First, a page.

There was a registered manager in post. A registered manager is a person who has registered with the Care Quality Commission (CQC) to manage the service. Like registered providers, they are ‘registered persons’. Registered persons have legal responsibility for meeting the requirements in the Health and Social Care Act 2008 and associated Regulations about how the service is run.

Prior to our inspection we received feedback from the local authority quality monitoring team who had visited the home in June 2015. They did not raise any concerns about the care people were receiving. We also spoke to a GP who said they had no concerns and that staff contacted them appropriately and acted on their instructions.

The experiences of people who lived at the home were positive. People told us they felt safe living at the home, staff were helpful and the care they received was good. A relative told us they had no concerns about the way their family member was treated. They said their relative felt very comfortable in Maeres House and now regarded it as home.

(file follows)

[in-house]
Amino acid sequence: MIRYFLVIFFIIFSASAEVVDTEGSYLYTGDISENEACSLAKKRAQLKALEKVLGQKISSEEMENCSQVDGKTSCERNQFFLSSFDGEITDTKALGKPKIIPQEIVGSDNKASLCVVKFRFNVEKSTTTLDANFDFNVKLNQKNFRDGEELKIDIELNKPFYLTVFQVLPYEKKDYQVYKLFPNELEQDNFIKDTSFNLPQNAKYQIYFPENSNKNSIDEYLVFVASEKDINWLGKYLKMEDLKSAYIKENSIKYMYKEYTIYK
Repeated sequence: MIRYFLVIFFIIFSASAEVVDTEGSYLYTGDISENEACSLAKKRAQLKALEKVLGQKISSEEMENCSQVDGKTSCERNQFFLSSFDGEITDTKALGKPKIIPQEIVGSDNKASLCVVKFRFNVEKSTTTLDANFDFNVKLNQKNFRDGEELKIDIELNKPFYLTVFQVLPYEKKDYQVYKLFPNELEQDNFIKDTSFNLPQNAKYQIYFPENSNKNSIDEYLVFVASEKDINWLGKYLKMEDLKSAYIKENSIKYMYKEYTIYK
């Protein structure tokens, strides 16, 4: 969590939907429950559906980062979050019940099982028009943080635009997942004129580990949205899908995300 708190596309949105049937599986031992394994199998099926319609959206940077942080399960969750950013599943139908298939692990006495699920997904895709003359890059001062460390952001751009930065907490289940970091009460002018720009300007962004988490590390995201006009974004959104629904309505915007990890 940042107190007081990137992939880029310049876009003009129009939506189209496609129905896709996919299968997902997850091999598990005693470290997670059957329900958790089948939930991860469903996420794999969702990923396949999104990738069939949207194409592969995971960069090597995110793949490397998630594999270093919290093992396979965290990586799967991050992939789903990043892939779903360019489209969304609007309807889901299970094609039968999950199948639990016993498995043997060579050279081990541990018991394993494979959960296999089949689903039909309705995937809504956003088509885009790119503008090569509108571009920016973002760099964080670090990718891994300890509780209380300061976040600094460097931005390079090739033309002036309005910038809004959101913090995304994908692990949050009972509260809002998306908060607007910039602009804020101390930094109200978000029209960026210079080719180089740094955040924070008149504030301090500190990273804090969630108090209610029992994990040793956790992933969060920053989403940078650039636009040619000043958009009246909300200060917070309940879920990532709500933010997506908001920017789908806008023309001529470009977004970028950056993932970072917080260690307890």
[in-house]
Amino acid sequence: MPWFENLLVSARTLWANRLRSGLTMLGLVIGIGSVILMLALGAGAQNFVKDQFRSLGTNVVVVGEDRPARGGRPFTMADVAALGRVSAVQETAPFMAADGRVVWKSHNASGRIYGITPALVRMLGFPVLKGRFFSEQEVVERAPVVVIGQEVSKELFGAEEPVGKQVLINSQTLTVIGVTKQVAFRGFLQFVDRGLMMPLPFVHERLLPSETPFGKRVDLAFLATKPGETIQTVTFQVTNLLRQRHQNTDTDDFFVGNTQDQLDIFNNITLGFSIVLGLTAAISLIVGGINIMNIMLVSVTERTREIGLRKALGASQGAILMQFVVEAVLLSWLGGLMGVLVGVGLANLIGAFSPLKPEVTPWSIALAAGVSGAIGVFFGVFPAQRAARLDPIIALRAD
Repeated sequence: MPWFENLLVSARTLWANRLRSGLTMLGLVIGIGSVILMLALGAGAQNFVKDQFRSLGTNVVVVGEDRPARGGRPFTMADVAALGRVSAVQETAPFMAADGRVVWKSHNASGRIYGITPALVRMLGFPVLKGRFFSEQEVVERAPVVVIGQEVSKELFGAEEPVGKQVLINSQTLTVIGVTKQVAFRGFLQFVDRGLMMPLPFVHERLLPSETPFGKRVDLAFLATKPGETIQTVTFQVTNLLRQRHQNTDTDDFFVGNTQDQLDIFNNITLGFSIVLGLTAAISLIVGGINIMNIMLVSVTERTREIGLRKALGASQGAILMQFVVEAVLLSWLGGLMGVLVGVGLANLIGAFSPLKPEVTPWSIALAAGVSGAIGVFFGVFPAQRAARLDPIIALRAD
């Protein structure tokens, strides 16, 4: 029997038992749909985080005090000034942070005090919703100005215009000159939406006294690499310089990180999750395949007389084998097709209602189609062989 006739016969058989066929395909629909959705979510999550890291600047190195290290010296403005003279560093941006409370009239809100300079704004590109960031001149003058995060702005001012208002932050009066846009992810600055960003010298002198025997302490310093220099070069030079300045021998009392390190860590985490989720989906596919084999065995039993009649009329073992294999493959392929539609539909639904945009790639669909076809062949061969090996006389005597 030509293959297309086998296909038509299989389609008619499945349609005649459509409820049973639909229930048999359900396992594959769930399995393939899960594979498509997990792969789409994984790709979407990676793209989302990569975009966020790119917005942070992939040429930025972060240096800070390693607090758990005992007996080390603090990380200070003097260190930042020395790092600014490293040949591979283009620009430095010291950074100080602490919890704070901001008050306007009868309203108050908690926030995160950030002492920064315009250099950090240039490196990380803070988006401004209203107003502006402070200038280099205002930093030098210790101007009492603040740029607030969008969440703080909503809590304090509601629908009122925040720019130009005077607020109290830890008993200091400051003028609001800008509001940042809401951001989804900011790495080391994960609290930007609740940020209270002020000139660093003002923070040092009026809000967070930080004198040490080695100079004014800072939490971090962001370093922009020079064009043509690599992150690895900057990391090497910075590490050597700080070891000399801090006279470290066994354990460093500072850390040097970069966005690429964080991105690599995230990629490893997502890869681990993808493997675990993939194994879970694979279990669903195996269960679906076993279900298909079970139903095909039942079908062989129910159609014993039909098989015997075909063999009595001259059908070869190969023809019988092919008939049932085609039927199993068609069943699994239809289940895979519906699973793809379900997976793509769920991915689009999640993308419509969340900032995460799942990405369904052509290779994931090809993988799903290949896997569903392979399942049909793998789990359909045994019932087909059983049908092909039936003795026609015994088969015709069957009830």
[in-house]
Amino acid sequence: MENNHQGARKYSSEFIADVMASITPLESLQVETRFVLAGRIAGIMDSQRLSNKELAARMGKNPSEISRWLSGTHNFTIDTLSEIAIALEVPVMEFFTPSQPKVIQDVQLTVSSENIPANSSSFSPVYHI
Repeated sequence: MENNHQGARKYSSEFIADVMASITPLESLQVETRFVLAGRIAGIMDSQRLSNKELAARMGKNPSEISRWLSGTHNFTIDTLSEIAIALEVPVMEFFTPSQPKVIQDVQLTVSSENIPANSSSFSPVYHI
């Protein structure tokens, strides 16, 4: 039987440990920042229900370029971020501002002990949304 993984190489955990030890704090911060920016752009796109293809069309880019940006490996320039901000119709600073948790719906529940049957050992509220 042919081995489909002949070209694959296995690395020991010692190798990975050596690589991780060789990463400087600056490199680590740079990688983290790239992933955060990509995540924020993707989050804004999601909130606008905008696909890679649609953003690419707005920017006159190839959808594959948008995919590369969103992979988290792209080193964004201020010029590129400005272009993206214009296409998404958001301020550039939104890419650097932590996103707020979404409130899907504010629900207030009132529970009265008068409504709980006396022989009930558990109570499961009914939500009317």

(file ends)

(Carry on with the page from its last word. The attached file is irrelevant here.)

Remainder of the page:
People’s needs were assessed and care plans were developed to identify what care and support people required. People were supported to undertake their hobbies and interests. Daily programmes were geared around people’s special interests which had been discerned through assessment.

People were protected from abuse and felt safe at the home. Staff were knowledgeable about the risks of abuse and reporting procedures. We found there were sufficient staff available to meet people’s needs and that safe and effective recruitment practices were followed.

Some people who used the service did not have the ability to make decisions about some parts of their care and support. Staff had an understanding of the systems in place to protect people who could not make decisions and followed the legal requirements outlined in the Mental Capacity Act 2005 and the Deprivation of Liberty Safeguards (DoLS).

Staff had good relationships with people who lived at the home and were attentive to their needs. Staff respected people’s privacy and dignity at all times and interacted with people in a caring, respectful and professional manner.

People’s health care needs were met and their medicines were administered appropriately. Staff supported people to attend healthcare appointments and liaised with their GP and other healthcare professionals as required to meet people’s needs. People were appropriately supported and had sufficient food and drink to maintain a healthy diet.

Staff received suitable induction and training to meet the needs of people living at the home. Staff also received supervision. This meant people were being cared for by suitably qualified, supported and trained staff.

There were systems and processes in place to monitor the quality of the service. Audits were carried out and where shortfalls were identified the provider had used the information to improve the service. This demonstrated that it was a learning organisation.